I heart bumblebees! Part Three: How we can help.

Mar 21, 2009 by

I watched the documentary King Corn last night and LOVED it. It's about two men who decide to farm an acre of land in Iowa and grow corn to understand just how the crop gets into so much of our food (and bodies). It's poignant, interesting and thoughtful, and I couldn't help but think how similar the issues they're looking at are to the ones that have caused bee decline. Basically, we're both exploring the downward spiral of agriculture, and its effects on our environmental and bodily health. The King Corn website also offers some great ways to address our agricultural system on the "take action" tab in their website, which gave me some good ideas for this post. So let's get on with it, shall we? How can we help out bumblebees (and bees in general)? First of all, it kind of depends on where you are. I'm going to tailor this to folks in the U.S., but I know there are similar resources in the UK as well. I'll start with the easiest, less complicated solutions and go from there.
  • Make a bee garden. Fun fact: Bees don't see red, but do see blue, yellow, and ultraviolet. So, most of the flowers bees pollinate are yellow, and some are blue (and some are other colors too!). Check out this cool website for some tips on how to make your garden bee-friendly. Here's a bee plant list for those of you that want to get right on it.
  • Save some wild space. If you have some land (or even just a back yard), create wild/untamed spaces for bumblebee habitat. They love long grasses, abandoned animal burrows, etc. So if you can leave some wild spaces in your yards, you'll increase wildlife diversity in general, and attract all kinds of pollinators and birds as well.
  • Buy local. Support small, local farms through farmer's markets and community supported agriculture (CSAs). Small farmers farm more diverse crops than large scale agriculture and usually are much more bee friendly.
  • Buy Organic. Because of the expensive labeling process, not all farmers can afford to be organic, but actually are. That's why shopping at the farmer's markets is so helpful because you can actually talk to the farmers and find out about their farming practices. But buying organic at the store is huge too. Why? Because, to be blunt, pesticides kill bees! So, the more we support systems that don't use pesticides, the more bees will flourish.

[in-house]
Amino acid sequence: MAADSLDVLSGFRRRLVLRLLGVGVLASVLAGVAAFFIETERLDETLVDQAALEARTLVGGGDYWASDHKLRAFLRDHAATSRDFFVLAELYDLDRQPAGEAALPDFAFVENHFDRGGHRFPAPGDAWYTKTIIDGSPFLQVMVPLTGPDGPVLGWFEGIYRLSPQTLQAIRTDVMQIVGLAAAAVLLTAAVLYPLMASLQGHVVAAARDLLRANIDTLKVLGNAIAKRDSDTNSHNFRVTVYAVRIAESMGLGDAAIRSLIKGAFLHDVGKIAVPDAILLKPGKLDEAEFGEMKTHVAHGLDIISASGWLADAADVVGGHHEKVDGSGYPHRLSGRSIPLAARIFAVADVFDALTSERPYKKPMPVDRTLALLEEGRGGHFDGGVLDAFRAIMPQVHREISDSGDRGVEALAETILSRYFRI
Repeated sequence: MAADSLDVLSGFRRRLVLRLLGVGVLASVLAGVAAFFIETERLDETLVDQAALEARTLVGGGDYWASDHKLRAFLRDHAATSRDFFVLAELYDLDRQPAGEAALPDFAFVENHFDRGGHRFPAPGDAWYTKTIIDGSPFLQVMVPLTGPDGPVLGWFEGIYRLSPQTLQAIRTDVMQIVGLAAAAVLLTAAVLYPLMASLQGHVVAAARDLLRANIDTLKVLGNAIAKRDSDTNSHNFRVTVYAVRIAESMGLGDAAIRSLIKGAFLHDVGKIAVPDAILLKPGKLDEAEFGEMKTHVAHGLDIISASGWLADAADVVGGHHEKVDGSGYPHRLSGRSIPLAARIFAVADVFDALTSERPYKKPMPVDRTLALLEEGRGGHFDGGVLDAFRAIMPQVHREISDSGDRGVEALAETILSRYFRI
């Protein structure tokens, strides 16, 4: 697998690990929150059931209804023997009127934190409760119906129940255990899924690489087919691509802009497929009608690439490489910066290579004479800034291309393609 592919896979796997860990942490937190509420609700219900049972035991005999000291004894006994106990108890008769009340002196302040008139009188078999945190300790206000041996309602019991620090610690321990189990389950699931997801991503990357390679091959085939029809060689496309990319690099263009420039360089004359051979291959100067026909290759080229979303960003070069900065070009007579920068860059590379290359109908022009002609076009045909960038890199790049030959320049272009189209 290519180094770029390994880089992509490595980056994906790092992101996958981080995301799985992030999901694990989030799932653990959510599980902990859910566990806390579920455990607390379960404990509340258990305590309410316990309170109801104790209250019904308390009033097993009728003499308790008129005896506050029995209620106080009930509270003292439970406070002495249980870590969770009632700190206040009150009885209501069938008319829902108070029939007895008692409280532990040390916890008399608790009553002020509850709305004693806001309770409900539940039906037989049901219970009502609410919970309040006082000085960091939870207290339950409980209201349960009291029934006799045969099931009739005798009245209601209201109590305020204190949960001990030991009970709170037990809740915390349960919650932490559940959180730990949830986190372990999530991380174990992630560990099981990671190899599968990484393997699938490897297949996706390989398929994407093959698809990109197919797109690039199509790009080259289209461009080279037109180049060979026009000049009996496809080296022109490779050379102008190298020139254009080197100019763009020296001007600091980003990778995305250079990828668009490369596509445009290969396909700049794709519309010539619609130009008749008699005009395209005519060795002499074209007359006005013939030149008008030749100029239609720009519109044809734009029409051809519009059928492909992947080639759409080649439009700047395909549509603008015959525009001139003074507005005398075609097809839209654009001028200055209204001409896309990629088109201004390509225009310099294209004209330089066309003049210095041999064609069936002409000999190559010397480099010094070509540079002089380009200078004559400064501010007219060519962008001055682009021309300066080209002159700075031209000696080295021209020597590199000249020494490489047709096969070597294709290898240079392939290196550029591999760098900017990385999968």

• Learn about the Farm Bill. Creating innovative new farming methods is one of the most important things we can do, which means we have to get involved in our politics. We have to educate ourselves. In the EU, for example, farmers are incentivized by the government (through subsidies) to leave sections of their land for hedgerows and wildflowers to attract pollinators. Got that? Farmers are PAID to leave portions of their land for bees. More bees and pollinators=higher crop yields. Farmers are also moving away from intensive pesticide use and towards organic agriculture. The challenge we face in the U.S. is that crops like corn--which are part of this huge industrial farming complex that eats up all the land--don't need bees, so there have to be other ways to incentivize farmers to keep some of their land fallow. You can get involved and write to your local senators and congress folk and get encourage them to help shape the bill.
  • Join a local preservation group. A popular one in the U.K. is the Bumblebee Conservation Society. Some in the U.S. are:
  • Support honeybee and bumblebee research. One easy way to donate is through Haagan Dazs but the above preservation groups certainly need help as well.
  • Tell your friends!

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